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3670 Role of Point-of-Care Device in Improving Sickle Cell Newborn Screening Feasibility in Haiti

Program: Oral and Poster Abstracts
Session: 114. Hemoglobinopathies, Excluding Thalassemia—Clinical: Poster III
Hematology Disease Topics & Pathways:
Diseases, Pediatric, Hemoglobinopathies, Study Population, Clinically relevant, Quality Improvement
Monday, December 3, 2018, 6:00 PM-8:00 PM
Hall GH (San Diego Convention Center)

Ofelia A. Alvarez, MD1, Tally Hustace, ARNP1*, Mimose Voltaire, RN2*, Rodrigueson Rizil2*, Ulrick Liberus2* and Rony Saint Fleur, MD2*

1Div. of Pediatric Hem/Onc., University of Miami School of Med, Miami, FL
2Hopital Universitaire Justinien, Cap Haitien, Haiti

Introduction: Until 2017, hemoglobinopathy newborn screening (NBS) was not offered in Haiti, a country with about 243,000 births per year. Sickle SCAN is a rapid point-of-care (POC) with lateral flow immunoassay technology, but its role in NBS is unknown. Recently, over 100 dried blood samples from newborns were tested [Nguyen-Khoa T, Ann Biol Clin (Paris), 2018] in France with accurate results. Objective: This work had the objective to be proof-of-concept that a hospital-based NBS program is feasible in Haiti and to examine the role of Sickle SCAN in NBS in a larger sample size. Methods: The Ethics Committee at the Universitaire Justinien Hospital (HUJ) and the Institutional Review Board at the University of Miami approved this study. We formed a Haitian team composed of a pediatrician on staff (RSF), two dedicated NBS nurses, a program coordinator (MV), two community health workers, a laboratory technician (RR), and a data manager (UL). We acquired isoelectric focusing equipment (IEF) and performed NBS from dried blood samples only for the first three months while the technician gained proficiency. Thereafter, we have performed dual screening method with the POC device Sickle SCAN and IEF. Confirmatory testing was obtained with both methods. Data were entered into RED Cap. Results: Beginning in August 2017 until present (June 2018), we have screened 1,800 newborns, of which 10.5% have sickle cell trait, 3.3% have hemoglobin C trait, 0.78% have hemoglobin SS, 0.27% have hemoglobin SC and one child has been confirmed to have sickle beta thalassemia plus. Currently, there are 15 children followed at HUJ, for a SCD incidence of 0.83% (8 SS, 6 SC and 1 S-beta thalassemia+). Before the POC screening was implemented two infants have already died when the mothers were contacted (one who screened positive for FS and another for FC). The POC allows for immediate referral and penicillin prophylaxis for at-risk children until the cases are confirmed. Systemic barriers encountered are the electrical outages and intense heat which impacted IEF performance, material procurement (laboratory materials, NBS materials, oral penicillin) which are dependent of shipments from outside of Haiti.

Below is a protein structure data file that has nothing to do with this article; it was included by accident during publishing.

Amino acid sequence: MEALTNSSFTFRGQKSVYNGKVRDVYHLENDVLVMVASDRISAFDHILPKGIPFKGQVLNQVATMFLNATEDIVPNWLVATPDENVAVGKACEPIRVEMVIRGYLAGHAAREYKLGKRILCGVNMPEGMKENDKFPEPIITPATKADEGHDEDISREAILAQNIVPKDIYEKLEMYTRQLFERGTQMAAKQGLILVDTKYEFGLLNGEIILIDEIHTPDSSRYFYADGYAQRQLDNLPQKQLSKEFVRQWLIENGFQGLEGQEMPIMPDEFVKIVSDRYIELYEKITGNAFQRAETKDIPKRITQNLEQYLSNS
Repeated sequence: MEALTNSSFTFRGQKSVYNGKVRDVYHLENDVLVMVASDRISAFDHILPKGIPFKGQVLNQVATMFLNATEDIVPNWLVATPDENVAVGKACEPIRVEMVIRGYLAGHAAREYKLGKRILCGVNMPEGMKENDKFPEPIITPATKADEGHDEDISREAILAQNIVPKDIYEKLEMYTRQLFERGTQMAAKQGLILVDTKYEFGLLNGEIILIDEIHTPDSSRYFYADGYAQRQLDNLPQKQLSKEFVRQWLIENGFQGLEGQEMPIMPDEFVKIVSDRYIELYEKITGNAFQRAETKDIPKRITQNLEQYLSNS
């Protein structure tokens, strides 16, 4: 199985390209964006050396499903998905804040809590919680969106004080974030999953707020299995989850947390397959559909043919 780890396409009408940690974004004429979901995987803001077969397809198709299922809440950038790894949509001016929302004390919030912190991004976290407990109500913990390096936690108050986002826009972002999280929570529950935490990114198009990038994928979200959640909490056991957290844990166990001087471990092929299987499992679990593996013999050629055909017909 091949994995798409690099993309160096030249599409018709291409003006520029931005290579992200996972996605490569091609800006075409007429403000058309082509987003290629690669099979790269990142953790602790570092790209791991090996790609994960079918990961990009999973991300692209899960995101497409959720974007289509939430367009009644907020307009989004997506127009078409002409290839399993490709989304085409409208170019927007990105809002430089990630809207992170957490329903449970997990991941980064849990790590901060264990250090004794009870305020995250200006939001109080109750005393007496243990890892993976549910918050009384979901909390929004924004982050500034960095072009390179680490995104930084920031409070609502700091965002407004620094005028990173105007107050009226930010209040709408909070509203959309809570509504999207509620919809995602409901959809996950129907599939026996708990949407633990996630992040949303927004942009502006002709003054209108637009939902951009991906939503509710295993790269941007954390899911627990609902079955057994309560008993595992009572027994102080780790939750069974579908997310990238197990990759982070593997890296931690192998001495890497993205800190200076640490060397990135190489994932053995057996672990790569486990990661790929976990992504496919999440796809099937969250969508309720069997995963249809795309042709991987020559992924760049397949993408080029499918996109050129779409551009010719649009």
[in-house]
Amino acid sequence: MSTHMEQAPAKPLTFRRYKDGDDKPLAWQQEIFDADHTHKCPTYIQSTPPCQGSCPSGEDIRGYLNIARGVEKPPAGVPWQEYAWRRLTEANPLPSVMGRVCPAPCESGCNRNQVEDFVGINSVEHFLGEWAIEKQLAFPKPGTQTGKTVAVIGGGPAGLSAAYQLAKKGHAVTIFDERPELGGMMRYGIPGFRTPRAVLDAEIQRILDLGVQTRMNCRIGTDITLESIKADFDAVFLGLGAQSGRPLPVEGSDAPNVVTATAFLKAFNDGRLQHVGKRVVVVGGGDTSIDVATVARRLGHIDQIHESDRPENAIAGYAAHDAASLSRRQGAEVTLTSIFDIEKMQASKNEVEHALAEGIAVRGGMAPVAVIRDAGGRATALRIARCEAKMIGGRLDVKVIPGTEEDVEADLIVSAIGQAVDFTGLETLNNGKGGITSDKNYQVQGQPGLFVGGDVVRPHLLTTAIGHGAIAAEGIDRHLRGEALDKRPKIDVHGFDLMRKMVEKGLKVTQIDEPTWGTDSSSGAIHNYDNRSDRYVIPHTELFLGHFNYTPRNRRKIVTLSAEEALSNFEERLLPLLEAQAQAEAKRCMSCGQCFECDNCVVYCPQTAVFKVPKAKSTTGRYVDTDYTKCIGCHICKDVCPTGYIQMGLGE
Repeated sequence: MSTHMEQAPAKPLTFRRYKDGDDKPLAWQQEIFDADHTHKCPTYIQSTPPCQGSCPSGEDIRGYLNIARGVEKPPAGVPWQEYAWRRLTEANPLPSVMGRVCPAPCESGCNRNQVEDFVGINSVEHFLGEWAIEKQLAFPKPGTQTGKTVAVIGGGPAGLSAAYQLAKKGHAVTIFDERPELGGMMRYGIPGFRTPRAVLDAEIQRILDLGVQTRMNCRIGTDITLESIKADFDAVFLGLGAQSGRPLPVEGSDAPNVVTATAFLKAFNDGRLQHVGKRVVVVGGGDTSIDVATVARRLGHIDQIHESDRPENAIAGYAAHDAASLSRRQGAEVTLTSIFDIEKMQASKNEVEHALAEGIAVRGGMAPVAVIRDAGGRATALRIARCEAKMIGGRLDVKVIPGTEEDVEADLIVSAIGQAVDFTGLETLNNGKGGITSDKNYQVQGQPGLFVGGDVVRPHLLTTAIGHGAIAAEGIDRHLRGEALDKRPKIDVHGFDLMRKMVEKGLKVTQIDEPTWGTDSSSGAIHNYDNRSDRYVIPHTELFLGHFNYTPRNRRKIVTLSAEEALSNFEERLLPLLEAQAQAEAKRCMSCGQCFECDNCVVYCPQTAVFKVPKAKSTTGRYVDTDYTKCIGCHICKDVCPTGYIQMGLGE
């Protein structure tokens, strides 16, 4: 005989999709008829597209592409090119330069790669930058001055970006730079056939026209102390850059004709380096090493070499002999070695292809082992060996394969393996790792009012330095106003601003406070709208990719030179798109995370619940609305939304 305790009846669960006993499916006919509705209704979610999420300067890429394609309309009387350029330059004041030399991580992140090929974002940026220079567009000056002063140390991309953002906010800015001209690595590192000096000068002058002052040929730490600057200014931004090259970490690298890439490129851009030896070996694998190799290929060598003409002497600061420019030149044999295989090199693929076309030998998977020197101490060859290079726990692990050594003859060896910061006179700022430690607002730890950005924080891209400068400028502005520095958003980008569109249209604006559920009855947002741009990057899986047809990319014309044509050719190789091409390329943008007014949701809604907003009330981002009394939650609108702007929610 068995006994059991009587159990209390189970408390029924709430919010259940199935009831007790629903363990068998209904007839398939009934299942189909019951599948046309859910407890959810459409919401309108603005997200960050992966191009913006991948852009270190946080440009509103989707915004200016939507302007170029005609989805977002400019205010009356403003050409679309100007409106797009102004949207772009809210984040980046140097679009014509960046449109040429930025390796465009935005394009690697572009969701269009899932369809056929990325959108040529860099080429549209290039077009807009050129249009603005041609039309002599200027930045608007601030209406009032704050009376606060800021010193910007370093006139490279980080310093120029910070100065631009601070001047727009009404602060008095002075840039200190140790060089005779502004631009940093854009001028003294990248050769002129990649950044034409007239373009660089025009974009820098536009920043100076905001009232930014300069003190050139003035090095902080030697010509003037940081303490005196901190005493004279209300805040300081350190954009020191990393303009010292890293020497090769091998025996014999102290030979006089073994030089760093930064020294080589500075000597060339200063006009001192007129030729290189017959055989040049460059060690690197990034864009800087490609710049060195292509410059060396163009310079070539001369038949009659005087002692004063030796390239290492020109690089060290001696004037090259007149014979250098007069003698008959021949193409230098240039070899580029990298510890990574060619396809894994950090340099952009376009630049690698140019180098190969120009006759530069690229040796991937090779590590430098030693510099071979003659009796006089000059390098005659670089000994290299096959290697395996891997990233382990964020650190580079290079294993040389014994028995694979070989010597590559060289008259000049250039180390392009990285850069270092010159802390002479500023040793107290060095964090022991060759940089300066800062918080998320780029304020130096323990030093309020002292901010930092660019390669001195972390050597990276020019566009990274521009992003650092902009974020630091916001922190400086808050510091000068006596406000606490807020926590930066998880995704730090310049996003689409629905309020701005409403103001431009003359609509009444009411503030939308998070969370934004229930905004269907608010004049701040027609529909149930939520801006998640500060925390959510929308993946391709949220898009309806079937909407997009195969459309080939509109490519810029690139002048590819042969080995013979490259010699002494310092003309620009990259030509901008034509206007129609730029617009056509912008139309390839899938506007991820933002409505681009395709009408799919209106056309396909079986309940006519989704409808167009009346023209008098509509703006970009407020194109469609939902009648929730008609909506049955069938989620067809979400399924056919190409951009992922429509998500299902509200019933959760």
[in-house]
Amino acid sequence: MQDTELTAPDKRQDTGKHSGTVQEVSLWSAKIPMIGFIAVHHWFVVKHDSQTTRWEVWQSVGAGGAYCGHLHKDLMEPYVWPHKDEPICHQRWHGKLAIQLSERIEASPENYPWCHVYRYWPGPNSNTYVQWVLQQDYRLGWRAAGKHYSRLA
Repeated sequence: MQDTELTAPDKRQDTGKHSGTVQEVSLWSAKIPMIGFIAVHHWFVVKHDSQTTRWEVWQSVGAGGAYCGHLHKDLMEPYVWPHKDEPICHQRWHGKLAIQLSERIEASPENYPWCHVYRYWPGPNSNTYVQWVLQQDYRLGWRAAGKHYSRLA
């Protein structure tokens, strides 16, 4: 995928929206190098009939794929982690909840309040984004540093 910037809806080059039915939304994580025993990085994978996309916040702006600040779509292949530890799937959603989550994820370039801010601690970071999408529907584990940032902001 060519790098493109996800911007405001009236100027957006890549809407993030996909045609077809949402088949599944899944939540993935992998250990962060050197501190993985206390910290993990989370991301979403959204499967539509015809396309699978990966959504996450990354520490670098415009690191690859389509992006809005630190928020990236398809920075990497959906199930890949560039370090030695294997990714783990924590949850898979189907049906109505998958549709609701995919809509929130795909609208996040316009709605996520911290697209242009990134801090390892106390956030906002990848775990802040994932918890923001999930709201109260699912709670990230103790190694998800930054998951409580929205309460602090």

Conclusions: A hospital-based NBS Program is feasible. SCD is highly prevalent with an incidence of 0.83% among newborns in the population studied. Based on this incidence, we estimate that every year around 2,000 children will be born with sickle cell disease in Haiti. The point-of-care device enhanced the screening program by obtaining immediate screening results and maximizing family notification for confirmatory testing.

Disclosures: No relevant conflicts of interest to declare.

*signifies non-member of ASH